You might think that a spoon of sugar or a slice of lemon in your drink will help you get better. The truth is that it’s bad for your teeth: sugar can cause cavities while lemon is acidic.

Buy sugar-free cough drops

Cough drops are a good idea when you’re sick because they help to prevent dry mouth. But do make sure you buy the sugar-free versions of cough drops. This is because regular cough drops contain around three to four grams of sugar, which is the same amount as many types of sweets! The sugar in them will simply feed the bacteria in your mouth that cause plaque and decay. So remember – sugar-free is the way to go.

Don’t share your toothbrush

When you brush your teeth, you leave behind tiny droplets of saliva on your toothbrush that contain the flu virus. The flu virus can then live on your toothbrush for up to 72 hours. If someone else were to use your toothbrush, there is a very high chance they would contract the virus and fall sick as well. So if you have the flu, then don’t let anyone else use your toothbrush. Toothbrush sharing helps the flu virus to spread.

Don’t brush your teeth after vomiting

One unpleasant symptom of the flu is vomiting. Did you know that when you vomit, your stomach acids come into contact with your teeth and temporarily make them vulnerable? This is why it’s important not to brush your teeth immediately after vomiting. Brushing your teeth at this point could wear some of your enamel away. So instead of brushing, simply rinse your mouth with water and then wait for half an hour before brushing.


Your toothbrush and toothpaste are the cornerstone of your dental hygiene routine. They’re also the key for avoiding dental problems. Therefore, you want to make sure that you’re using a good toothpaste.

But there’s so many different kinds of toothpaste on the market that it’s almost impossible to know which one is the best. There’s whitening toothpaste, anti-cavity toothpaste, toothpaste designed to protect your gums, toothpaste for sensitive teeth, flavoured toothpaste… the list goes on. So in this post, we’ll clear up the confusion and help you to decide which toothpaste is right for you.


Which toothpaste is best?

The truth is that there is no one best toothpaste. Instead, you need to choose a toothpaste that best suits your own individual needs. This means the best toothpaste for you might not be the best toothpaste for your partner or your children.


So how do I decide which toothpaste is right for me?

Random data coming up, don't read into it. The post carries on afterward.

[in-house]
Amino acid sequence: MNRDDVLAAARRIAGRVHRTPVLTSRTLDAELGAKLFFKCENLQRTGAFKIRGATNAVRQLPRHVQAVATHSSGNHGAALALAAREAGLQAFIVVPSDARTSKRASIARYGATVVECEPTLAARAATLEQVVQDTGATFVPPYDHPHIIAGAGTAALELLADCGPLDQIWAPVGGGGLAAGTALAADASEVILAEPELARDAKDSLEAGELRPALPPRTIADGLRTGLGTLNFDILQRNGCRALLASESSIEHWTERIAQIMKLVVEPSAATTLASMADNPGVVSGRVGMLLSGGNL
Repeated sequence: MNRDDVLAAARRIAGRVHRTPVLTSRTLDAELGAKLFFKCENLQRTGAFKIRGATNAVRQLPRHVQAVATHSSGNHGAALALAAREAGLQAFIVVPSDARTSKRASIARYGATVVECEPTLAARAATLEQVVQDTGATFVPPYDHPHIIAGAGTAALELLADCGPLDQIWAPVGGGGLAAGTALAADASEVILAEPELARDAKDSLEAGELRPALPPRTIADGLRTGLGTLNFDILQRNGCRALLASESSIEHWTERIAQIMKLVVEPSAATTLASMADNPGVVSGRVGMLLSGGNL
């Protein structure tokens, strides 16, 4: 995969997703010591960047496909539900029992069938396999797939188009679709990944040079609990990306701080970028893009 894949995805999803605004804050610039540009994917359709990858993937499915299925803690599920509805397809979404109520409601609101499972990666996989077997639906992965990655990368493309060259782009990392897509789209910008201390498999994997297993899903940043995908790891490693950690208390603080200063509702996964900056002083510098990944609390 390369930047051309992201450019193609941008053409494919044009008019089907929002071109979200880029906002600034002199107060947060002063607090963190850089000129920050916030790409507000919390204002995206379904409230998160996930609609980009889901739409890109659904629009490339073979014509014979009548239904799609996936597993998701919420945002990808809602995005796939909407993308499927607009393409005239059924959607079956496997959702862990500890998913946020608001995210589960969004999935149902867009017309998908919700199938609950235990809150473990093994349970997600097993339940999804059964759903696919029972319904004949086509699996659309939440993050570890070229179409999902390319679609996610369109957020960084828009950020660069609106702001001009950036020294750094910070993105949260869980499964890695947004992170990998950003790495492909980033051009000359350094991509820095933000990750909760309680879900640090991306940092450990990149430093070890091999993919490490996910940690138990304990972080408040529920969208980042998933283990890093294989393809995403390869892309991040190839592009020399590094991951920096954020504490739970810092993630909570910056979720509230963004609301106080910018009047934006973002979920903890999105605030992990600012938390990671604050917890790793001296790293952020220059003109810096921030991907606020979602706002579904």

To find the toothpaste best suited to your needs, you first need to decice what your needs are. Do you want to whiten your teeth? Do you want to take extra precautions against cavities? Or do you need a toothpaste that’s kind on your sensitive teeth?

If you frequently suffer from cavities, then you should choose a toothpaste high in fluoride and calcium. These two minerals help to prevent cavities by strengthening enamel. Ideally, you should choose a toothpaste with a fluoride level of 1,450 ppm or higher.

If you have diabetes, then you’ll also need a toothpaste high in fluoride. This is because diabetics are at a higher risk of a mouth infection than the general population.

If you suffer from sensitive teeth, then you should avoid whitening toothpaste. This is because whitening toothpaste contains aggressive abrasives that can damage your enamel and make your teeth even more sensitive. Manufacturers of whitening toothpastes include these abrasives because they’re supposed to polish the surface of your teeth and remove surface stains. However, the abrasives can also cause your teeth to become more sensitive. For this reason, if you have sensitive teeth, your best option is to look for a toothpaste that regenerates your enamel instead of wearing your enamel down

If it’s whiter teeth you’re after, the best option is to undergo a teeth whitening treatment at a dental clinic. We don’t recommend whitening toothpaste because the effects doesn’t last long and people are rarely happy with the results. What’s more, whitening toothpaste contains aggressive abrasives that wear down your enamel over time.

If you suffer from inflamed or bleeding gums, then you should opt for a toothpaste especially designed to combat gingivitis.